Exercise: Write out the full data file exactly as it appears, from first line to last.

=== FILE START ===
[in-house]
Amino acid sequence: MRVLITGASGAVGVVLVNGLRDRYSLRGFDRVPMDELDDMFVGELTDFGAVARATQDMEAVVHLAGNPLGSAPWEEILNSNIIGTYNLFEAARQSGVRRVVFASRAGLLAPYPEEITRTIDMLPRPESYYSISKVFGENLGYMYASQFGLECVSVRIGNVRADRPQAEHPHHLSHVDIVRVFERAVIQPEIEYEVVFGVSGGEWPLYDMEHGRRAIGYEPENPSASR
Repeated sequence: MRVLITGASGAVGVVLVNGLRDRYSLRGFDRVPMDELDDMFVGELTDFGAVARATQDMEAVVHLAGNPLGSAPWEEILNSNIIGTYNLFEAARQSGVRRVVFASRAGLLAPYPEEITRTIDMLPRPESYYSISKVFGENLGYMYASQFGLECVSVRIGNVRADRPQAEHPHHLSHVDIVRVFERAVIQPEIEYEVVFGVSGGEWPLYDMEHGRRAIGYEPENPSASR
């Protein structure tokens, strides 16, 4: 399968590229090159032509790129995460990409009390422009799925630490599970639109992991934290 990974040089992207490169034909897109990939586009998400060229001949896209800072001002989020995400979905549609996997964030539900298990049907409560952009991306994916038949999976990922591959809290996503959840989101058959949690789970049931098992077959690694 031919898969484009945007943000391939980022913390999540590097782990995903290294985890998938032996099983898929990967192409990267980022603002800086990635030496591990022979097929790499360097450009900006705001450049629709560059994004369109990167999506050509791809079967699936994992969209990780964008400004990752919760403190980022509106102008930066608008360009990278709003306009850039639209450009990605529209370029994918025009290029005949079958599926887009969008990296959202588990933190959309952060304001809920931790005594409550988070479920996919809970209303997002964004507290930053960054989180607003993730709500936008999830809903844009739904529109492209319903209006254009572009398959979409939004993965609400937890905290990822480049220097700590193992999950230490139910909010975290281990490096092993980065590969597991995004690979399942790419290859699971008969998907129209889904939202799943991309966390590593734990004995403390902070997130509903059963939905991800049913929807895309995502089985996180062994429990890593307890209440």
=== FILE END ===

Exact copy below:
[in-house]
Amino acid sequence: MRVLITGASGAVGVVLVNGLRDRYSLRGFDRVPMDELDDMFVGELTDFGAVARATQDMEAVVHLAGNPLGSAPWEEILNSNIIGTYNLFEAARQSGVRRVVFASRAGLLAPYPEEITRTIDMLPRPESYYSISKVFGENLGYMYASQFGLECVSVRIGNVRADRPQAEHPHHLSHVDIVRVFERAVIQPEIEYEVVFGVSGGEWPLYDMEHGRRAIGYEPENPSASR
Repeated sequence: MRVLITGASGAVGVVLVNGLRDRYSLRGFDRVPMDELDDMFVGELTDFGAVARATQDMEAVVHLAGNPLGSAPWEEILNSNIIGTYNLFEAARQSGVRRVVFASRAGLLAPYPEEITRTIDMLPRPESYYSISKVFGENLGYMYASQFGLECVSVRIGNVRADRPQAEHPHHLSHVDIVRVFERAVIQPEIEYEVVFGVSGGEWPLYDMEHGRRAIGYEPENPSASR
């Protein structure tokens, strides 16, 4: 399968590229090159032509790129995460990409009390422009799925630490599970639109992991934290 990974040089992207490169034909897109990939586009998400060229001949896209800072001002989020995400979905549609996997964030539900298990049907409560952009991306994916038949999976990922591959809290996503959840989101058959949690789970049931098992077959690694 031919898969484009945007943000391939980022913390999540590097782990995903290294985890998938032996099983898929990967192409990267980022603002800086990635030496591990022979097929790499360097450009900006705001450049629709560059994004369109990167999506050509791809079967699936994992969209990780964008400004990752919760403190980022509106102008930066608008360009990278709003306009850039639209450009990605529209370029994918025009290029005949079958599926887009969008990296959202588990933190959309952060304001809920931790005594409550988070479920996919809970209303997002964004507290930053960054989180607003993730709500936008999830809903844009739904529109492209319903209006254009572009398959979409939004993965609400937890905290990822480049220097700590193992999950230490139910909010975290281990490096092993980065590969597991995004690979399942790419290859699971008969998907129209889904939202799943991309966390590593734990004995403390902070997130509903059963939905991800049913929807895309995502089985996180062994429990890593307890209440």